“We are not either a pre-Vatican II or a post-Vatican II church. We are not either a Roman church or an Australian church. We are not either a desert church or a church of the Western city. We are a Catholic Church.”
[Update: His actual words were “for we are not either a pre-Vatican II or a post-Vatican II Church; either a Roman or an Australian; either a Western Desert or a Western suburbs one; we are the Catholic Church embracing all time and space and cultures. Nicaea and Vatican II, Rome and Australia, the bush and the city.]
I took this to mean that he was not going to tolerate people trying to push a party line, but that he would be a Catholic bishop for all Catholics in Parramatta. He also told us a bit of history about the woes of the first Dominican priest in Sydney, and commented that when this Dominican first began ministry in the western region almost 200 years ago, he found that less than “one in six Catholics attended mass, and many Catholics never went to confession”. He said later in his homily: “We will not let the situation slide back to those days”. Of course, we know that in fact at this point in time, we would be lucky if one in six Catholics attended Sunday Mass, but he made is point. This is not a level he finds acceptable and he will work to raise the level of participation in the Sacraments during his time in this See.
He also noted that there had in fact been “four churches built on this site”, and each has changed and altered over the years. “This building too will evolve during the 21st Century”. And I guess that the point of that is “Let the reader understand”.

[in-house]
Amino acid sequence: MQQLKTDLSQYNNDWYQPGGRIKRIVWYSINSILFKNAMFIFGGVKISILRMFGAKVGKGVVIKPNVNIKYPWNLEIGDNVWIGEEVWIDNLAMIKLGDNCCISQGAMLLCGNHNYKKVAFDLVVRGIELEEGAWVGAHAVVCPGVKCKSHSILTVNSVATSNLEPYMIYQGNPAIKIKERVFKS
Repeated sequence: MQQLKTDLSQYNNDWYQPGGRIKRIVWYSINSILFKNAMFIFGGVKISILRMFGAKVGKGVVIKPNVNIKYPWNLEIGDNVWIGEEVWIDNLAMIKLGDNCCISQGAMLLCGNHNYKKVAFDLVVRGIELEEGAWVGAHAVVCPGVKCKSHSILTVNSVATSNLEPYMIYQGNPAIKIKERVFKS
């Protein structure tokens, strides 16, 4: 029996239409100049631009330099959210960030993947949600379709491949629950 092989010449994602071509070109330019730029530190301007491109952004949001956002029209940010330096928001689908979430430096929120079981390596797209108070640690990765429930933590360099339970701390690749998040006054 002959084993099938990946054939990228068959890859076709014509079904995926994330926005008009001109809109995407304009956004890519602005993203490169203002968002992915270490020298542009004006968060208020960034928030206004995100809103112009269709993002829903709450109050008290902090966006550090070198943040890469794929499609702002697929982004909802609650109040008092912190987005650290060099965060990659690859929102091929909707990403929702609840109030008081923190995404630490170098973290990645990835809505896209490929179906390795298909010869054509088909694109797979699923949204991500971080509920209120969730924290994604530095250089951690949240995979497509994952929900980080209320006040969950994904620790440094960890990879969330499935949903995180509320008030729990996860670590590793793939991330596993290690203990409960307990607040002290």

He spoke of the importance of justice for every inhabitant of the diocese, referring to the first reading from Isaiah 61:1-3 which Jesus also used at the beginning of his ministry. He said that whatever their particular captivity, the Gospel had come to liberate them. Let this night be “good news” for everyone in the Parramatta diocese, Catholic or otherwise. He spoke of working closely with the civil representatives of the area, to ensure dignity for every person “from conception to natural end of life”. We remember that Anthony’s particular area of expertise is bioethics. Someone told me at the supper afterwards that Anthony has a regular Thursday morning slot on the local ABC Radio station. You can expect that his voice will continue to be heard on all manner of issues that require the Church’s attention.
Finally, +Anthony also said in his homily a heart felt thank you to his family and friends who had travelled a long distance to come to Parramatta tonight. “Thank you for loving me so well”, he said. We do love you, Anthony, and trust that your people will too.